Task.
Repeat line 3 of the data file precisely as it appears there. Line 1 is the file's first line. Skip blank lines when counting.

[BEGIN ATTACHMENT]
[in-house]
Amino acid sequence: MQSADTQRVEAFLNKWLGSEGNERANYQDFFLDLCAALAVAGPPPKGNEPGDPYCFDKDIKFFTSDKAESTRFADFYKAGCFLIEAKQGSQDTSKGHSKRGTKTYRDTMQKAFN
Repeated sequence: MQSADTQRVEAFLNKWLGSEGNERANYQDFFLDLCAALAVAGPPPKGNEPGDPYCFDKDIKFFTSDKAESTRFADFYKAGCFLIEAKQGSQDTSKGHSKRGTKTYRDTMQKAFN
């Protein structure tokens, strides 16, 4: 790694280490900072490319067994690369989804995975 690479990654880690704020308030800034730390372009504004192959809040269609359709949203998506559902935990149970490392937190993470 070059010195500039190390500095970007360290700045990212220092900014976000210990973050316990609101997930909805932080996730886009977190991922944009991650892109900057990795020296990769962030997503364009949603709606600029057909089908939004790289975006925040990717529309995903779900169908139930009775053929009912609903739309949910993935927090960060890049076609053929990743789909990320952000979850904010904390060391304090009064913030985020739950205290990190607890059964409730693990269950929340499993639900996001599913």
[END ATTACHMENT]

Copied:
Repeated sequence: MQSADTQRVEAFLNKWLGSEGNERANYQDFFLDLCAALAVAGPPPKGNEPGDPYCFDKDIKFFTSDKAESTRFADFYKAGCFLIEAKQGSQDTSKGHSKRGTKTYRDTMQKAFN